Update from White Flint Sector Plan Implementation Advisory Committee February Meeting

Update from White Flint Sector Plan Implementation Advisory Committee February Meeting

The February 10th meeting began with the mention of no new development taking place throughout the White Flint sector currently. The Pike and Rose development is continuing nicely with their first Phase.

Then the meeting turned to the White Flint Downtown Advisory Committee update. The committee is in support of the county’s proposed Bill 33-13: Urban Road Code Standards and Pedestrian Safety Improvements.  On January 24th, Planning Board Chair Carrier sent a letter to the President of the County Council supporting the Bill.   In the letter, the planning board agreed with the goals of the bill and acknowledged the need to change the 2007 urban road codes in order to have complete streets. They recommended that the bill include language that provides more details on issues such as accessibility, curb extensions, and shared use path.

Cindy Gibson, Chief of Staff to Councilmember Roger Berliner (who introduced the bill), attended the meeting as well. She provided the committee with an opportunity to learn more about the Urban Road Code bill. The bill will allow for urban areas throughout Montgomery County to have complete streets and will allow for more places like Bethesda and the future White Flint to exist. Since the urban road code was last updated in 2007, many new master plans and sector plans have popped up in hopes to create new and exciting areas across the county. Now that we have these plans, our roads, standards, and policies need to encourage what these plans were designed for: complete streets. This updated urban road code will be one step closer to creating streets and roads we really want and need. The bill will strengthen ADA, pedestrian, and bike language surrounding the county streets as well. Cindy also highlighted the public hearing, where Friends of White Flint testified, and that the County Executive’s support of the bill has been great.  (** We have since learned that Bill 33-13 is being tabled pending the results of a multi-disciplinary workgroup).

The meeting then moved toward the Implementation Coordinator report from Dee Metz. The county executive sent the CIP budget for approval on January 15th. As we have discussed in past posts, there are many proposed projects for White Flint in the CIP budget. These include the Western Workaround, District East (planning and construction), District West, Chapman Extended, and the North Bethesda Recreation Center. Questions from the public focused on the Western Workaround, one of the most important projects for White Flint. One question focused on the construction of the relocation of Executive Blvd in front of the North Bethesda Conference Center. The construction is funded in the CIP but the purchase of the land is not funded under the CIP budget. One of the funding sources is the White Flint Special Taxing District tax revenues but it may not be enough funding. The revenue will increase as the redevelopment moves forward, but it cannot move forward without the existence of roads. The county is working with the private landowner to secure the land that will be part of this project. In addition, we learned that the County Executive has discussed borrowing either $45 million or $77 million in revenue bonds.  If the county decides to borrow this money, they will not be able to pay it back until 2037. With the revenue bonds, the county needs to show a stream of income in order to secure the bond, which possess another problem.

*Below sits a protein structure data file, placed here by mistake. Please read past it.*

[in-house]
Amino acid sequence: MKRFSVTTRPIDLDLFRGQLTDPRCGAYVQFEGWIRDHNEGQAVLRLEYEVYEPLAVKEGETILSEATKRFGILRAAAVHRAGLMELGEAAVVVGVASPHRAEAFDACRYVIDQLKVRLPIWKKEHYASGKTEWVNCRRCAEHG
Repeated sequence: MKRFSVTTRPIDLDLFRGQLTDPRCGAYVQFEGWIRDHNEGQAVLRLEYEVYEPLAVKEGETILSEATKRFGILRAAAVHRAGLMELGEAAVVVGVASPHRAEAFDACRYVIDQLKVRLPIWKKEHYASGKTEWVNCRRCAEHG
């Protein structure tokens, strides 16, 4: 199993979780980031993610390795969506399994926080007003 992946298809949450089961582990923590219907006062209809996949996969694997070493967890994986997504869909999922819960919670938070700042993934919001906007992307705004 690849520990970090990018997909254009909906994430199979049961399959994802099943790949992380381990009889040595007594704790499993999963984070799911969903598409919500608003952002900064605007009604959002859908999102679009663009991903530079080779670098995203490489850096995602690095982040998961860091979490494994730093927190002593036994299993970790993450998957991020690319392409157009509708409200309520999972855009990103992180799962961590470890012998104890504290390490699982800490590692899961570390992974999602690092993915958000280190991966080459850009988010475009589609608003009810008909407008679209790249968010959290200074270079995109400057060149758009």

There were two main sentiments that came out of the committee meeting that are important to remember throughout this redevelopment process that I will highlight. The first is that the county needs to make Rockville Pike, part of the District West project, their priority for redevelopment in order to bring in other funding sources, such as the state government or even the federal government. If the county does not place the Rockville Pike redevelopment as a priority, then how will the state or the federal government? One of challenges we are faced with the prioritizing the Rockville Pike project is the BRT. The Rockville Pike design cannot be complete without the BRT design. We cannot accelerate one of these projects over the other since the projects go hand in hand. In order to show that the Pike is important, the county can use methods such as a issuing a priority letter focused on the Pike or using the CIP budget to reflect the importance of the Pike.  On a related note, the committee is looking into completing an update Streetscape plan/study for Rockville Pike.

The second highlight or sentiment is that once the Western Workaround project is completed, then other projects may be pushed forward. The Western Workaround was referred to as the “spine” of the Sector plan, so we need to push this project along. Other WF projects have been pushed back for funding to be used for the Western Workaround, so it is evident that this project should continue on. Construction is slotted to begin in 2016 so we look forward to this project and all the White Flint projects to begin.

Rebecca Hertz


Rebecca Hertz is the Assistant Executive Director of Friends of White Flint. She received her Bachelor’s Degree in International Development and Social Change from Clark University, Worcester Massachusetts in 2012. She completed her Master’s Degree from Clark University, as well, in Community Development and Planning in 2013. She is interested in how built environments impact the health and growth of communities. Prior to this role, she worked as a youth worker and mentor for several non-profit organizations in Maryland and Massachusetts. She grew up in Rockville, MD and has recently moved back to the region.

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